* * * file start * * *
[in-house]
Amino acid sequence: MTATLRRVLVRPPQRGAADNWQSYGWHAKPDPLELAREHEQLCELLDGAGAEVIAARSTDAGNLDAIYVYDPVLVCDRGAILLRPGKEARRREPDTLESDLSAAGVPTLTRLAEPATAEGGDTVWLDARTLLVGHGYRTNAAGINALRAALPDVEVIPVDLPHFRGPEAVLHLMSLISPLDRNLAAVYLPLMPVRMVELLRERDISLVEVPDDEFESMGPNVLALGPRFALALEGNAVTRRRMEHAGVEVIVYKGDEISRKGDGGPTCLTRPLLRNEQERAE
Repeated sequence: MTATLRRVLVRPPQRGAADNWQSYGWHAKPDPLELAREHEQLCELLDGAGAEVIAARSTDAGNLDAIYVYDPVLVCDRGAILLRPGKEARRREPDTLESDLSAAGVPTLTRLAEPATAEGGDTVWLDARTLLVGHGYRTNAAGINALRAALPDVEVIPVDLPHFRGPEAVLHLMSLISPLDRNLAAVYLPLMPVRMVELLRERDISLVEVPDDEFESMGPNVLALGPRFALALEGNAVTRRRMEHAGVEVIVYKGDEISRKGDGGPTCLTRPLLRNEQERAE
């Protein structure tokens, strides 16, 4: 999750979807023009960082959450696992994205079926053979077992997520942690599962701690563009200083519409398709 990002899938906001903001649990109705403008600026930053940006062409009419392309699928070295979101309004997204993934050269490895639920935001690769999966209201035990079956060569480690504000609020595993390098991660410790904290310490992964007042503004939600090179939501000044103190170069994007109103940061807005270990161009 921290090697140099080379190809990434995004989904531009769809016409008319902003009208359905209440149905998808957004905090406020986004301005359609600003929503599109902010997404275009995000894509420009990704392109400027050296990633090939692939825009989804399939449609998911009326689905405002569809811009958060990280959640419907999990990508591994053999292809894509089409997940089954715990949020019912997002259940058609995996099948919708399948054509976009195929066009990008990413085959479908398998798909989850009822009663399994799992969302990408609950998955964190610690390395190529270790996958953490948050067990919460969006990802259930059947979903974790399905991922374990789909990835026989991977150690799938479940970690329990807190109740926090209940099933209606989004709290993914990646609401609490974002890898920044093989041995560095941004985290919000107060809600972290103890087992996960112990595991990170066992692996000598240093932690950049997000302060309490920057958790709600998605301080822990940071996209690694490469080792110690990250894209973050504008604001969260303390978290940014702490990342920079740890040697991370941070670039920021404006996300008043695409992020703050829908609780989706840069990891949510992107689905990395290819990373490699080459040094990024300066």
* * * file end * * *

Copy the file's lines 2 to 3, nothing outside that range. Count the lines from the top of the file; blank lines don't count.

Amino acid sequence: MTATLRRVLVRPPQRGAADNWQSYGWHAKPDPLELAREHEQLCELLDGAGAEVIAARSTDAGNLDAIYVYDPVLVCDRGAILLRPGKEARRREPDTLESDLSAAGVPTLTRLAEPATAEGGDTVWLDARTLLVGHGYRTNAAGINALRAALPDVEVIPVDLPHFRGPEAVLHLMSLISPLDRNLAAVYLPLMPVRMVELLRERDISLVEVPDDEFESMGPNVLALGPRFALALEGNAVTRRRMEHAGVEVIVYKGDEISRKGDGGPTCLTRPLLRNEQERAE
Repeated sequence: MTATLRRVLVRPPQRGAADNWQSYGWHAKPDPLELAREHEQLCELLDGAGAEVIAARSTDAGNLDAIYVYDPVLVCDRGAILLRPGKEARRREPDTLESDLSAAGVPTLTRLAEPATAEGGDTVWLDARTLLVGHGYRTNAAGINALRAALPDVEVIPVDLPHFRGPEAVLHLMSLISPLDRNLAAVYLPLMPVRMVELLRERDISLVEVPDDEFESMGPNVLALGPRFALALEGNAVTRRRMEHAGVEVIVYKGDEISRKGDGGPTCLTRPLLRNEQERAE